efe-epaBy Ana Cárdenes Jerusalem

Enduring disagreements between strict Jewish and secular sectors of Israeli society are once again at the fore of the political conversation in the country and present a major obstacle for Benjamin Netanyahu to overcome in his endeavor to form a functioning coalition.

Israeli president, Reuven Rivlin, is expected to order Prime Minister Netanyahu to begin coalition discussions on Wednesday.

In December, Netanyahu called for early elections ostensibly because he was unable to pass legislation extending military conscription to parts of the Orthodox community, which largely ignores compulsory military service on religious grounds.

As predicted, Netanyahu won the elections on Apr. 9 but he faces a tough time forming a new government.

For "Bibi," the problem is a familiar one: the pious Haredi Jews are reticent to let their young men join the ranks of the Israeli military while the more secular elements insist the law must be applied equally across Israeli society.

Netanyahu, whose Likud party has 35 seats in the Knesset, needs the support of Ultra-Orthodox parties like Shas and United Torah Judaism, who have a combined 16 parliamentary seats.

He also needs the backing of Yisrael Beiteinu, the right-wing party led by former defense minister Avigdor Lieberman, who laid claim to five seats in the recent legislative elections.

With that and the likely support of the Union of Right-Wing Parties and Kulanu, Netanyahu would surpass the 65 Knesset seats needed for a majority.

The centrist Blue and White coalition, which matched Likud's seat-share in the elections, lacks coalition options and is to lead the opposition.

Lieberman, who resigned from the head of the defense ministry in November to protest a government ceasefire with Hamas in the Gaza Strip, has already said his participation in a future Likud-led coalition would depend on the approval of the Ultra-Orthodox military conscription bill.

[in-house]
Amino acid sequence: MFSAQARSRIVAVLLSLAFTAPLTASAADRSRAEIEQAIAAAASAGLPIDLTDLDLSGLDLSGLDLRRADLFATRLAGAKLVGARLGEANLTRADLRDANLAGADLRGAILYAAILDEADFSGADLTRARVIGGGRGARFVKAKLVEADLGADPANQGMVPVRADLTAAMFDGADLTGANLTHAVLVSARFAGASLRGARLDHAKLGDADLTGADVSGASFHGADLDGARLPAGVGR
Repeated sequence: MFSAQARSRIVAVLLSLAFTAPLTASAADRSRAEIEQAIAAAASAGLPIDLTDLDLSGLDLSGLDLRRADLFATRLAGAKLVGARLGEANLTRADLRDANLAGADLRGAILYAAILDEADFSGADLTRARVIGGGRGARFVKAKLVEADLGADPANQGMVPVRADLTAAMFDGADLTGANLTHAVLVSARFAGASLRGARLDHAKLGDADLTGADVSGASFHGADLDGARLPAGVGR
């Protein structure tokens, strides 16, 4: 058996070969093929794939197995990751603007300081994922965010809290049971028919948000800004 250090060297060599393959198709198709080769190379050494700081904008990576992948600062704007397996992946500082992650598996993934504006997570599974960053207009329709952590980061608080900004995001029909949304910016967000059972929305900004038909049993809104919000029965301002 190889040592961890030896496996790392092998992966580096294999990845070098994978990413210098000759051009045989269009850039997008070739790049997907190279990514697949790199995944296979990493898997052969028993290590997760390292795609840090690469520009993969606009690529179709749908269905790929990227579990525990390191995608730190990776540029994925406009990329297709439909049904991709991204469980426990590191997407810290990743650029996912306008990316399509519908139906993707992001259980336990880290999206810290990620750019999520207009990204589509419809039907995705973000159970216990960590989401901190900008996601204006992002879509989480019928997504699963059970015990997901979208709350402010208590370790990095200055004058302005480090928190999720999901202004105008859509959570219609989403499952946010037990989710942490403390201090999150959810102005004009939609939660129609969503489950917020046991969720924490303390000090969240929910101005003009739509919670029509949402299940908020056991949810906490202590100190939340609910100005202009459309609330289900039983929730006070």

"If we're forced to choose between giving up on the draft law to remain in the coalition, or sitting in the opposition, we will go to new elections," he said earlier in the week.

The campaign leaders for the UJT also pushed a message that they would not be afraid to head back to the polls if the debacle of the military bill was not resolved.

Ultra-orthodox parties tend to command a loyal political base.

Following a party meeting on Tuesday, UJT released a statement saying its parliamentary group would defend the rights of all of those studying the Torah and all those dedicating their lives to the Torah to be exempted from military service.

UJT representatives and members of Yisrael Beiteinu were due to meet in the coming days to thrash out an agreement over the controversial draft law.

The debate cannot be ignored, given that Israel's Supreme Court has given the parliament until July to pass legislation on the matter.

The top court rejected previous proposals on the grounds they did not respect the principle of equality.

If neither the UJT nor Yisrael Beiteinu cedes on its position, Israel could go back to the polls, according to political analysis Ben-Dor Yemini, writing for Yediot Aharonot.

The debacle over the draft law is not the only issue on the Ultra-Orthodox parties' agenda.

Other topics likely to surface in coalition negotiations could include proposals to ban working on the Jewish Shabbat, and the recent concession to include a non-Orthodox mixed-gender prayer area at the Western Wall in Jerusalem. EFE-EPA

aca/jt/rb